In late June, Cisco announced a new machine-learning model called Encrypted Traffic Analytics (ETA). According to the hardware giant, ETA will allow businesses to detect malware activity in encrypted traffic.
According to a company blog post by Jason Deign: “Encryption is a valuable ally in maintaining privacy. It keeps our data safe from prying eyes. It stops people robbing our credit card details, our app usage habits, and our passwords…. [However], encryption brings a bit of a double-edged sword -- the bad guys can use it too. Encryption can hide malware just as well as it can hide your own secrets. And that opened a whole can of worms (and Trojans, and viruses) for IT bosses.”
Encryption is a vital and power security tool. But, it’s absolutely true that cyber criminals are finding ways to hide attacks inside the very encrypted traffic that is designed to protect our privacy. This will only get worse as the drive for encryption continues to explode: a recent study from A10 Networks found that 41 percent of cyber attacks used encryption to evade detection. Cisco’s announcement is just the latest response to our changing threat landscape.
“It’s encouraging to see Cisco acknowledging the risks of threats that hide in encrypted traffic,” says Kevin Bocek, chief security strategist for Venafi. “However, there is still much more to accomplish.”
Even though industry analysts estimate the vast majority of cyber attacks will use SSL/TLS by 2020, very few organizations actively devote resources to protecting against these kinds of threats. An unfortunate side effect of this behavior is that the threats that hide in encrypted traffic dramatically reduce the effectiveness of most cyber security technology investments.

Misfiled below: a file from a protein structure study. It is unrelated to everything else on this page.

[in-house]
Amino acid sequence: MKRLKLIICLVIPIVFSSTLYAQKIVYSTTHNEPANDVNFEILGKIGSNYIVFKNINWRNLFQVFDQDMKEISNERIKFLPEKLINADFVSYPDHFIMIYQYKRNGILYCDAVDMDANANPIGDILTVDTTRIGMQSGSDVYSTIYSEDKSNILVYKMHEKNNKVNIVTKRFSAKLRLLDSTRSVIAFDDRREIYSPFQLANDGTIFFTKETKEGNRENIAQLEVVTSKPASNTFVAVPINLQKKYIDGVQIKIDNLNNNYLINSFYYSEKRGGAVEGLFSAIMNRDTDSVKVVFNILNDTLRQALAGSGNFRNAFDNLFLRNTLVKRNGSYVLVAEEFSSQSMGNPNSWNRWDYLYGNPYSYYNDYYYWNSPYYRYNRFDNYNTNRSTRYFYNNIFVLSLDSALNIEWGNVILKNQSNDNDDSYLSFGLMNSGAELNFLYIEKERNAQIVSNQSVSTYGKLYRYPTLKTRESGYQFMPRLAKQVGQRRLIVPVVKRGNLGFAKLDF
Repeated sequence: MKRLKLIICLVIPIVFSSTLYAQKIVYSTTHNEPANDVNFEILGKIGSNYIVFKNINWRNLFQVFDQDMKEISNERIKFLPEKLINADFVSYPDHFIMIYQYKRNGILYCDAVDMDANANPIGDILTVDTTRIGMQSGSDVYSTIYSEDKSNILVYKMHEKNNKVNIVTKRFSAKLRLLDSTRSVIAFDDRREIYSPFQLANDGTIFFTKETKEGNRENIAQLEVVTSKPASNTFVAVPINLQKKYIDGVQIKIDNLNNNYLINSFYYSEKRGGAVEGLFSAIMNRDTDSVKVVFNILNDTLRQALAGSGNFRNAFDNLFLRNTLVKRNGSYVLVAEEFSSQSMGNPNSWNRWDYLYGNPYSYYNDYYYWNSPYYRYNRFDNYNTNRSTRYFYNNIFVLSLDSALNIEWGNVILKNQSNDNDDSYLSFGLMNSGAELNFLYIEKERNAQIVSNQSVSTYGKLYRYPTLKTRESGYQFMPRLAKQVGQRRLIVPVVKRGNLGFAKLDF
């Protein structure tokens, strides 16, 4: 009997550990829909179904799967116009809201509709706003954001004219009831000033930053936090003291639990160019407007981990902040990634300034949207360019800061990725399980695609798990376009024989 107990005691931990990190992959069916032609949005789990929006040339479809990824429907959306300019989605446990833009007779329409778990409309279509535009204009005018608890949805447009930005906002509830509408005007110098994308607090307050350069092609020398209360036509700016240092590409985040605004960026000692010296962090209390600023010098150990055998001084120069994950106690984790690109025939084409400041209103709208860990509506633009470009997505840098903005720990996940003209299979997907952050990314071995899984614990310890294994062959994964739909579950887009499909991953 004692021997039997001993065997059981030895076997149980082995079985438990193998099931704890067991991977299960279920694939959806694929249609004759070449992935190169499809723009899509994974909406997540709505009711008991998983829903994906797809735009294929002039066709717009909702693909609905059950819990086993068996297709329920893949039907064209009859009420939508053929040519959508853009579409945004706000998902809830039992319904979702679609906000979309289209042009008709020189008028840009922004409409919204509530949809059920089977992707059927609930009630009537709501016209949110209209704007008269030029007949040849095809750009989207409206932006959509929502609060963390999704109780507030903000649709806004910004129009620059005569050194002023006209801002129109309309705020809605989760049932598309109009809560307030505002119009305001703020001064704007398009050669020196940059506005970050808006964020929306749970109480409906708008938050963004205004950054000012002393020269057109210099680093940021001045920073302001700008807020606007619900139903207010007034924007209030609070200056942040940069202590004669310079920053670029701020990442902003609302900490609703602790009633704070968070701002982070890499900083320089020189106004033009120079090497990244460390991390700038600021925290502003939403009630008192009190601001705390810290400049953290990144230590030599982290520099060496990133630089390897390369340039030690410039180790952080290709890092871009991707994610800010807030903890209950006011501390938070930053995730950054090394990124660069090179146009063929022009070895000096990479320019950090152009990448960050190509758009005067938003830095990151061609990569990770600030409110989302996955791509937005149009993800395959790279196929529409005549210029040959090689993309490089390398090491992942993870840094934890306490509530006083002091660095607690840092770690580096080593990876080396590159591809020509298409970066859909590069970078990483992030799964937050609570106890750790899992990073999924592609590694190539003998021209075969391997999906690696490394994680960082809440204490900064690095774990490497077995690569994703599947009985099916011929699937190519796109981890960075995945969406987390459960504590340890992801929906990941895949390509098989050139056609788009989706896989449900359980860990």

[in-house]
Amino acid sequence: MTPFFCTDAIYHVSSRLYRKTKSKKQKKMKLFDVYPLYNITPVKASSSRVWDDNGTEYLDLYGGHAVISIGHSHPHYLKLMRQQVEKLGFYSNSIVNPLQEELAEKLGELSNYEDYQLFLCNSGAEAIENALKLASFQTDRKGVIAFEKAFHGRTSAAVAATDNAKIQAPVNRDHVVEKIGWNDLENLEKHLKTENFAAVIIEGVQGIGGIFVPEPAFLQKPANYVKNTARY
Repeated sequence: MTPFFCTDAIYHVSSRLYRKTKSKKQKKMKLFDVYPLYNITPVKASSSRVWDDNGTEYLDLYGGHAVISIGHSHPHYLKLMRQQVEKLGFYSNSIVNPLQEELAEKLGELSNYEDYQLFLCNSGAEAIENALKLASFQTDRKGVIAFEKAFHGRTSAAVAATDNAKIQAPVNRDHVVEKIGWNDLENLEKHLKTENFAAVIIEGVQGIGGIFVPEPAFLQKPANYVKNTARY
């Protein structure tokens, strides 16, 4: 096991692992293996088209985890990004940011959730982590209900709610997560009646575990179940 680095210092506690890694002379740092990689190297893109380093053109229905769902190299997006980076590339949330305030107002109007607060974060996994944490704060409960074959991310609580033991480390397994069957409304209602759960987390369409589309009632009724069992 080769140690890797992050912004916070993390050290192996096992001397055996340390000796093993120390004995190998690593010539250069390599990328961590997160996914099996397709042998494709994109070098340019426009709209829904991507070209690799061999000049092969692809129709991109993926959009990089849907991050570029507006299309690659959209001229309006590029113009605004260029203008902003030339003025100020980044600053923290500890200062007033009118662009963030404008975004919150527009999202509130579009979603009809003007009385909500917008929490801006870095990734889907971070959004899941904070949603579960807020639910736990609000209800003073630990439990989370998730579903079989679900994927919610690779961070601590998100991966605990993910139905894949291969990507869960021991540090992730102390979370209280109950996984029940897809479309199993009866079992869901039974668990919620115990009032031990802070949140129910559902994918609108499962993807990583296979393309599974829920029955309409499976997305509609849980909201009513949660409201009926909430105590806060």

“It is absolutely essential for organizations to inspect cross-network/cross-cloud SSL/TLS traffic in order to protect against threats utilizing encrypted traffic,” says Bocek. “However, most IT and security professionals don’t realize how blind spots in encrypted traffic impact the security technologies they depend on to protect their business. Without proper visibility, many security solutions are useless against the increasing number of attacks hiding in encrypted traffic.”
Ultimately, we must develop regulatory and best practice advice on the proper ways to protect encryption. Simply pushing for its usage is not enough. “Federal agencies have been directed to use HTTPS with digital certificates on public webservers since the end of 2016,” concludes Bocek. “But, they were never informed about the new security risks created by increasing encrypted traffic.”
What do you think about Cisco’s announcement? How does your organization respond to risks hiding in encrypted traffic?